The frozen sections (FS) and cytopathologic analysis (CP) are intraoperative techniques that evaluate the presence of metastases in sentinel lymph nodes during mastectomy. The result of these techniques prevents the patient to return for a new surgery, immediately assessing the need for further axillary clearance(4, 5). In cases where the intraoperative examination shows false-negative results, there may be a need for axillary lymph node dissection in a second surgical time(6). However, the histopathological evaluation of the paraffin-embedded material remains the gold standard for the identification of sentinel lymph node metastases. Therefore, after confirmation by biopsy, the efficacy of intraoperative techniques can be evaluated.


To compare the CP and FS techniques in the intraoperative assessment of sentinel lymph nodes in patients with breast cancer.


This is an observational, descriptive, retrospective study, approved by the Research Ethics Committee of the Health Sciences Sector of the Universidade Federal do Paraná (UFPR), under the opinion number 1.070.833.

The material studied was obtained from the anatomopathological reports of the Centro de Patologia de Curitiba (CPC) of the Hospital Nossa Senhora das Graças, during the period between January 2010 and December 2014. We analyzed the electronic records of patients with breast cancer that underwent both mastectomy and conservative surgery, with intraoperative examination of the sentinel lymph node, which had the samples evaluated by both FS and CP examination. We excluded the cases in which the intraoperative examination result did not specify the findings in both methods concomitantly. The results of intraoperative examinations were compared with the respective definitive examinations of the paraffin-embedded material.

We collected data regarding gender, age, histological type of breast cancer, primary tumor, lymph node and metastasis size, and whether or not metastases were detected in FS and CP analysis.

The histological types were categorized according to the classification of breast tumors of the World Health Organization (WHO)(7), and were divided into invasive breast carcinoma of no special and special type.

The size of the metastasis was classified according to the tumor-node-metastasis (TNM staging system) classification of malignant tumors(8), which considers micrometastasis the infiltrations between 0.2 mm and 2 mm, and as macrometastases those greater than 2 mm.

The CP technique employed was by imprint (transfer) or by scraping the cut surface of the lymph node on its longest axis. The slides were fixed in 70% alcohol and stained by toluidine blue (Figure 1).


Figure 1 – Photomicrography: sentinel lymph node cytopathology showing cohesive clusters of neoplastic cells with nuclear pleomorphism characterizing carcinoma (toluidine blue, 400×)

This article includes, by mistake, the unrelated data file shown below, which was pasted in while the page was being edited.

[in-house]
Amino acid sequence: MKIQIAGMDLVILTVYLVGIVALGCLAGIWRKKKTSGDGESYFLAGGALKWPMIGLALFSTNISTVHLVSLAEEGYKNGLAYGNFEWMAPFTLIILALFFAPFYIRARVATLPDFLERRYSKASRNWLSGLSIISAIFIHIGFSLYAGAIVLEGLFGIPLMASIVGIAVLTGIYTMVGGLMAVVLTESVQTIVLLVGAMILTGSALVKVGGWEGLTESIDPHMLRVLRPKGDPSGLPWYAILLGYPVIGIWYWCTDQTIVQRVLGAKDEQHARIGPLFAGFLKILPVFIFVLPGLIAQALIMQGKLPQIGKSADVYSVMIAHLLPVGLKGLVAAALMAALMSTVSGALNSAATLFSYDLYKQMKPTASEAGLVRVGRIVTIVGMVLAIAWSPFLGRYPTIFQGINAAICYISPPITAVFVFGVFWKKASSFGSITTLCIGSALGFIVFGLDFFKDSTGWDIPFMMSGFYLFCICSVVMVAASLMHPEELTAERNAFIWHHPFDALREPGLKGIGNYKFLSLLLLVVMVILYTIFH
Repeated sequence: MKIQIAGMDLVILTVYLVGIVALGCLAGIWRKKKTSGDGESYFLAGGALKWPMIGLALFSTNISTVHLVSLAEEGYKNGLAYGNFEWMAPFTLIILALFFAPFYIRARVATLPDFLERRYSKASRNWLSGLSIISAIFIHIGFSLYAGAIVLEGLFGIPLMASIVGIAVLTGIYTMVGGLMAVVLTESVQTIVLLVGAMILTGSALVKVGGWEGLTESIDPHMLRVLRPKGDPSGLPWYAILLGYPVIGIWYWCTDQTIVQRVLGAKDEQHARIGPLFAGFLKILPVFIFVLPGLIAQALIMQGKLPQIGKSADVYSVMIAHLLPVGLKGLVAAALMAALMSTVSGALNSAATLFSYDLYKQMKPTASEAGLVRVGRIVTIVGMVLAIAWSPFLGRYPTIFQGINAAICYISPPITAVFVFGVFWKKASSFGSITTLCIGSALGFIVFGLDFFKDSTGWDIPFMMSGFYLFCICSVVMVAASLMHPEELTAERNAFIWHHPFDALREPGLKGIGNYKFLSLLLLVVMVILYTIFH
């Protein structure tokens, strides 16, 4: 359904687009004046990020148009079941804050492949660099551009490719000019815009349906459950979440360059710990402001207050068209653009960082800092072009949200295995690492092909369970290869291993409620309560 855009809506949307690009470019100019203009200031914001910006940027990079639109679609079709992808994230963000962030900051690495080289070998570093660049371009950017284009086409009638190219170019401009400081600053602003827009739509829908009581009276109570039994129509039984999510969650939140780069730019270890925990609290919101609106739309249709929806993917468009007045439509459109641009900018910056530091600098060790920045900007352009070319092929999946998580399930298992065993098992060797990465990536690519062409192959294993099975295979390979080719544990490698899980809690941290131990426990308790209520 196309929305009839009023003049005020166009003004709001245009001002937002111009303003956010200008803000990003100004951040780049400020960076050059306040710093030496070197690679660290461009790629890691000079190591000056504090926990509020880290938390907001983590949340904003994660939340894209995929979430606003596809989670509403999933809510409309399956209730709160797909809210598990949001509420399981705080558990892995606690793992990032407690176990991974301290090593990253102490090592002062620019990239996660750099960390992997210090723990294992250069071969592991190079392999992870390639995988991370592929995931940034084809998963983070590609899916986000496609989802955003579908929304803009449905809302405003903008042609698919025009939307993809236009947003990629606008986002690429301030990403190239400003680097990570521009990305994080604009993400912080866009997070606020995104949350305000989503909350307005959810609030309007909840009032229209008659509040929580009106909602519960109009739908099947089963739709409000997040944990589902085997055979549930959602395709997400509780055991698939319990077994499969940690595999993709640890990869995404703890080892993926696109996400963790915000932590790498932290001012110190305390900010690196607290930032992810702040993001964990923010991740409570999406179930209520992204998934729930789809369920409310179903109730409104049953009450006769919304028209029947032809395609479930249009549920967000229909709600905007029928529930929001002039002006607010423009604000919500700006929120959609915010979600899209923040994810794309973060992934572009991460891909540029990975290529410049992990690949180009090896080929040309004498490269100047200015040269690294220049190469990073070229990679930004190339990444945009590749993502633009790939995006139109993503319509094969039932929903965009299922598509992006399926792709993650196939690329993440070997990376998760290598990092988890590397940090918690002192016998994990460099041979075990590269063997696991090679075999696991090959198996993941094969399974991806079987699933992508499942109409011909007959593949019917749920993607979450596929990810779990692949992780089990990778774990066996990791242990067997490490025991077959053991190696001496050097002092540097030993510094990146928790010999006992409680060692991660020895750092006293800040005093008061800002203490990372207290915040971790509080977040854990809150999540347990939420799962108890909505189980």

FS were performed in the Shandon® cryostat, in 10 to 15 micron slides and stained with toluidine blue (Figure 2).


Figure 2 − Frozen sections of lymph node with two groups of metastatic ductal carcinoma (arrow) amid lymphoid tissue (toluidine blue, 100×)

The intraoperative examinations were performed by six different CPC pathologists according to daily scale, and the definitive paraffin examination by a pathologist with specialization in breast pathology.

We calculated the values of sensitivity, specificity, positive predictive value (PPV) and negative predictive value (NPV), percentage of false-positives and false-negatives, and accuracy of the intraoperative examination by CP technique and by FS in cryostat using the definitive histopathological examination as the standard-gold.


We selected 94 cases, all of which were female patients. The mean age was 55 years, ranging from 27 to 86 years.

From these patients, we analyzed 183 sentinel lymph nodes considered as independent samples. The mean lymph node size was 11.70 mm and the mean primary tumor size was 20.52 mm. We found 69 cases of tumors of the no special histological type, 25 of the special type.

CP (Figure 1) was positive in 15 lymph nodes and negative in 168. There was one false-positive case (6.67%) and six false-negative cases (3.57%). The sensitivity of the test was 70% and the specificity was 99.38%. PPV and NPV were, respectively, 93.33% and 96.42%. The accuracy found in this test was 96.17%.

FS (Figure 2) was positive in 17 lymph nodes and negative in 166. Among the positive ones, there was one false-positive (5.88%) and, among the negative ones, four false-negative (2.4%). The sensitivity of the test found was 80% and the specificity was 99.38%. PPV and NPV were, respectively, 94.11% and 96.42%. The accuracy found in this test was 97.26%.